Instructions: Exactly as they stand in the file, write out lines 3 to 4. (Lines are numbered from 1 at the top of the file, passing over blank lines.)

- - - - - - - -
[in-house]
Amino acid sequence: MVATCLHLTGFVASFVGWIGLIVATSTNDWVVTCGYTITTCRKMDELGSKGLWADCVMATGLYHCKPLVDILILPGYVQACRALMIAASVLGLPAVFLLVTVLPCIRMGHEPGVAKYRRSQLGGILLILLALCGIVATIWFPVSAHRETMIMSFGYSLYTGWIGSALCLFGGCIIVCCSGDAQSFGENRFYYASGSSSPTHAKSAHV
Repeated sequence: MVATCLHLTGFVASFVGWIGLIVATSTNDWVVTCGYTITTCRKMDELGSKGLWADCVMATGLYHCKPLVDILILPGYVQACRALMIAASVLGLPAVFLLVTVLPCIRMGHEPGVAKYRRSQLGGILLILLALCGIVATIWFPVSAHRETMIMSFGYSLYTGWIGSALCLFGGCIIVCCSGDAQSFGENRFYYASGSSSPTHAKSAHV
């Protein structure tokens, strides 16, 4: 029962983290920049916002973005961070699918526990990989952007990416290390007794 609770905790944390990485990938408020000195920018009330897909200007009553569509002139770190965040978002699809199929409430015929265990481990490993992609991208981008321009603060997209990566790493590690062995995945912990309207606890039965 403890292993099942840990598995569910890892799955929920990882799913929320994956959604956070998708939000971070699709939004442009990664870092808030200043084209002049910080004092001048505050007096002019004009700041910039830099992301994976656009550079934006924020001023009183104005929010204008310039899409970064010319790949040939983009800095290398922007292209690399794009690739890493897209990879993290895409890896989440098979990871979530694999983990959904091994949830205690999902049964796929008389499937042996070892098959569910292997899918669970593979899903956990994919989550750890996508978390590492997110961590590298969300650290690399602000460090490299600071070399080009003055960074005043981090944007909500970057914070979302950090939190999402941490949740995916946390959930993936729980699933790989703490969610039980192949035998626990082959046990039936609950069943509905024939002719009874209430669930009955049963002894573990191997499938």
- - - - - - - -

Repeated sequence: MVATCLHLTGFVASFVGWIGLIVATSTNDWVVTCGYTITTCRKMDELGSKGLWADCVMATGLYHCKPLVDILILPGYVQACRALMIAASVLGLPAVFLLVTVLPCIRMGHEPGVAKYRRSQLGGILLILLALCGIVATIWFPVSAHRETMIMSFGYSLYTGWIGSALCLFGGCIIVCCSGDAQSFGENRFYYASGSSSPTHAKSAHV
């Protein structure tokens, strides 16, 4: 029962983290920049916002973005961070699918526990990989952007990416290390007794 609770905790944390990485990938408020000195920018009330897909200007009553569509002139770190965040978002699809199929409430015929265990481990490993992609991208981008321009603060997209990566790493590690062995995945912990309207606890039965 403890292993099942840990598995569910890892799955929920990882799913929320994956959604956070998708939000971070699709939004442009990664870092808030200043084209002049910080004092001048505050007096002019004009700041910039830099992301994976656009550079934006924020001023009183104005929010204008310039899409970064010319790949040939983009800095290398922007292209690399794009690739890493897209990879993290895409890896989440098979990871979530694999983990959904091994949830205690999902049964796929008389499937042996070892098959569910292997899918669970593979899903956990994919989550750890996508978390590492997110961590590298969300650290690399602000460090490299600071070399080009003055960074005043981090944007909500970057914070979302950090939190999402941490949740995916946390959930993936729980699933790989703490969610039980192949035998626990082959046990039936609950069943509905024939002719009874209430669930009955049963002894573990191997499938």